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SPEAK Volunteers Host Fourth Public Debate at the Chittenden Regional Correctional Facility!

I would like to heartily congratulate the VLS and UVM SPEAK volunteers—Victoria Scozzaro, Laura Savall, Toni Girardi, Kassie Tibbot, Will Lowrey, Elise Iannone, Isabella Olson, Camara Hudson, and Ryan Tartre— who collaborated to host the fourth SPEAK debate at the Chittenden Regional Correctional Facility (CRCF) last night! The topic, which was generated and thoroughly researched by our CRCF debaters, read: "This House believes drug rehabilitation programs within correctional facilities should provide medications—such as methadone, subutex (buprenorphine), or naltrexone—to individuals for detox and maintenance."

What is the SPEAK Prison Debate Initiative?

The VLS and UVM students listed above have been providing speech and debate programs at the CRCF, Vermont’s sole female correctional facility, as volunteers through the SPEAK Vermont Prison Debate Initiative since February 2015. Last night’s debate, led by VLS student, Victoria Scozzaro, and UVM senior, Isabella Olson, was the fourth presentation by CRCF inmates held open to local community members and was the most rigorous debate performance at the CRCF to date. The debaters spoke with precision and passion, engaged each other in critical questions on the topic, and shared personal stories about their own experiences with addiction. What was clear from their presentations was that, after almost two years of debate instruction, the CRCF now has a full-fledged debate team…and they are ready to challenge, critique, compete, and advocate! I could not have been more impressed by our CRCF students.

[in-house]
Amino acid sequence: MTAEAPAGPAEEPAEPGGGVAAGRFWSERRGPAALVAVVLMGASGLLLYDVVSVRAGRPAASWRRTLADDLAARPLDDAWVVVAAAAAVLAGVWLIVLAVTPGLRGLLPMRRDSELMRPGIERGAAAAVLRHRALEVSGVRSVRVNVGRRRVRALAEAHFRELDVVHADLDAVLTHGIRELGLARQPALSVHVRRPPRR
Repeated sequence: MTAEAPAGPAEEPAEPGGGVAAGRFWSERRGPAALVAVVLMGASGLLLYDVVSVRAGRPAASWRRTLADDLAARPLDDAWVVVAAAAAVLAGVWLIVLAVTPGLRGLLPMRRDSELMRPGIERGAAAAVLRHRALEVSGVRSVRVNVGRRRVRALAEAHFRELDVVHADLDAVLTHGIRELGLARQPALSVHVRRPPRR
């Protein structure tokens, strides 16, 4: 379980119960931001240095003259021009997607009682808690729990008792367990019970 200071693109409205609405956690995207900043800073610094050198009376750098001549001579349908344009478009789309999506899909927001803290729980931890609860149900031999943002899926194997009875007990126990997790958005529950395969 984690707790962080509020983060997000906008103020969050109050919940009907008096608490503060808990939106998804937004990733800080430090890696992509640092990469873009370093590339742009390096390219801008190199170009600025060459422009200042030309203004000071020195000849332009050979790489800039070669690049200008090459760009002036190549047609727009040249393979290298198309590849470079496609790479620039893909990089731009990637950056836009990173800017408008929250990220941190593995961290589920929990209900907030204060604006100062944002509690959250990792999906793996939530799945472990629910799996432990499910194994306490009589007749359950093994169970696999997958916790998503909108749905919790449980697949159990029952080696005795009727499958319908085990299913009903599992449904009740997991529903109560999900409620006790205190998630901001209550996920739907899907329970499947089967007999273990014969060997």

The incredible progress that the CRCF SPEAK debaters have made is a testament to their dedication and love of debate, but it is also a compliment to the VLS and UVM instructors who take time every week to travel to Burlington and teach, learn, and share. Last night, Tori and Izzy repeatedly reminded the audience that, while the “outsiders” from VLS and UVM may have brought technical knowledge about debate instruction, they were the ones who learned the most about drug use and cycles of abuse throughout this program.

So…Who Won the Debate?!

The CRCF debaters selected their topic in late September. They felt passionate about this issue due to the disturbingly high number of their friends who suffered fatal drug overdoses soon after leaving, or maxing out, of the facility. The Proposition debaters suggested that transitional drug treatment with synthetic medications, like suboxone, would help treat inmates safely when it counts—at the end of their sentence, not just the beginning. The Opposition countered that no drugs are safe drugs, especially when you have a history of addiction. Additionally, the opposition detailed the health dangers of allowing transitional drugs in correctional facilities and used visual aids to explain the addiction cycle. While the Proposition ultimately carried the day, all of the debaters—none of whom had debated before—received certificates of achievement for their completion of the eight-week SPEAK curriculum. Participation in this program is completely voluntary, so when debaters show up every week to do tough research and battle through deductive reasoning…it’s pretty cool!

VLS and UVM students ran two full-time SPEAK programs this fall at the Lund Family Center and the CRCF, partnering with more than thirty participants over the course of twelve weeks. And we won’t stop there! Bravo to the VLS and UVM students who worked so hard to make these program happen. Special thanks to the Lawrence Debate Union, Vermont Law School, the Albert Schweitzer Fellowship, and the VLS SPEAK Chapter for all of your support for the Vermont Prison Debate Initiative since the very beginning.

Thank you, and be well!

Respectfully & with gratitude,


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